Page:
Frontline is a topical insecticide that is designed to rid Fido of any fleas on his coat. The main ingredient in Frontline is fipronil, a medication that kills adult fleas. Frontline Plus combines fipronil with s-methoprene, which helps to prevent the development of flea eggs and larvae, effectively eliminating them as well.
A study published in the May 2012 issue of "Parasite" noted that Frontline Plus was at least 99.1 percent effective against fleas in dogs treated with the topical medication. Another study, published in the November 2011 issue of the "International Journal of Applied Research in Veterinary Medicine" found that Fronline Plus killed all fleas on dogs treated with it at 100 percent for at least 28 days. Frontline Plus kills 100 percent of adult fleas within 12 hours of topical application, which means that Frontline should be equally as effective. Frontline only contains fipronil, which is the ingredient that kills the adult fleas.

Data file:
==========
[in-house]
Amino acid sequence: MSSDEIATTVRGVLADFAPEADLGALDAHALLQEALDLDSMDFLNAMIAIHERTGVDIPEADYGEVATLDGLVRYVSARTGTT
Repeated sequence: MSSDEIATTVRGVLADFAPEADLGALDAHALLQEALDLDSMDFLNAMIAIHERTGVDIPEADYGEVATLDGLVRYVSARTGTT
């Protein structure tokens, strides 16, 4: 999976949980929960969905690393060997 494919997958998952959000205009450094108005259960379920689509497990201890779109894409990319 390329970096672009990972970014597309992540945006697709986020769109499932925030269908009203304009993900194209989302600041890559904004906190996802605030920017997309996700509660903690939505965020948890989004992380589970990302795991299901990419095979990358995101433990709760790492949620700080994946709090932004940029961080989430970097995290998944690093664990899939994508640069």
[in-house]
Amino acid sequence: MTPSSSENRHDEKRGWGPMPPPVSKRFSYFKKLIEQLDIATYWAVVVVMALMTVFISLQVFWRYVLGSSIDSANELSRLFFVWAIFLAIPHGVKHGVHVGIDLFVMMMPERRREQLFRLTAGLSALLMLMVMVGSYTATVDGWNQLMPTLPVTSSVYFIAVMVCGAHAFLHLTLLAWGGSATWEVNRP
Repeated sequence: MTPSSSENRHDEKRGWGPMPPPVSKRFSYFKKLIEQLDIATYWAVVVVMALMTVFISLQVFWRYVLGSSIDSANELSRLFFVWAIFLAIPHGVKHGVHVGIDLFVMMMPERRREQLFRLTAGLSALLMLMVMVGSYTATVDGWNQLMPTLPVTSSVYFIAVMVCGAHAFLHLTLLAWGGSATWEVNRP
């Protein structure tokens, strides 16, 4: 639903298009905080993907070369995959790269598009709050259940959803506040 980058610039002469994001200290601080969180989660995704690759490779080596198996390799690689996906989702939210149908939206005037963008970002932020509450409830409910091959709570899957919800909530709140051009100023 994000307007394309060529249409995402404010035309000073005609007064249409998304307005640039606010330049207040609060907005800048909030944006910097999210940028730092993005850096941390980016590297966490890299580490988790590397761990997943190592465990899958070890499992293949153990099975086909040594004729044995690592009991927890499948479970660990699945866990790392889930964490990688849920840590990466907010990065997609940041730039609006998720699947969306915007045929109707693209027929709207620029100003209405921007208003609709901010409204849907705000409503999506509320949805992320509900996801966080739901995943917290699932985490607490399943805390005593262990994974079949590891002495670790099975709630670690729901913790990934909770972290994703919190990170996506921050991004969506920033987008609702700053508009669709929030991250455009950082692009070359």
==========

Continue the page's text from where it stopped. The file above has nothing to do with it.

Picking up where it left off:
Frontline products all contain fipronil and kill adult fleas. Some products come in the form of a topical spray, while others are a liquid which you rub between your pup's shoulder blades monthly. Those containing fipronil and s-methoprene are more effective in the long-term because they eliminate the eggs and larvae as well as adult fleas. Note that all Frontline products are only safe for pooches over eight weeks of age. Always consult with your vet to determine which flea-control products are appropriate for your pooch.
- Comparative Efficacy on Dogs of a Single Topical Treatment with Fipronil/(S)-methoprene or Weekly Physiological Hygiene Shampoos Against Ctenocephalides Felis in a Simulated Flea-Infested Environment
- PetEducation.com: Common Flea and Tick Control Products
- PetPlace.com: Fipronil (Frontline)
- Dehler Animal Clinic: Tips for Getting Rid of Fleas
- International Journal of Applied Research in Veterinary Medicine: Immediate and Residual Speed of Kill of Frontline Plus (Fipronil + (S)-methoprene) Against Rdl-Homozygous Fleas on Dogs Assessed at Twelve, Eighteen, and Twenty-Four Hours Post-Treatment and Following Subsequent Weekly Infestations
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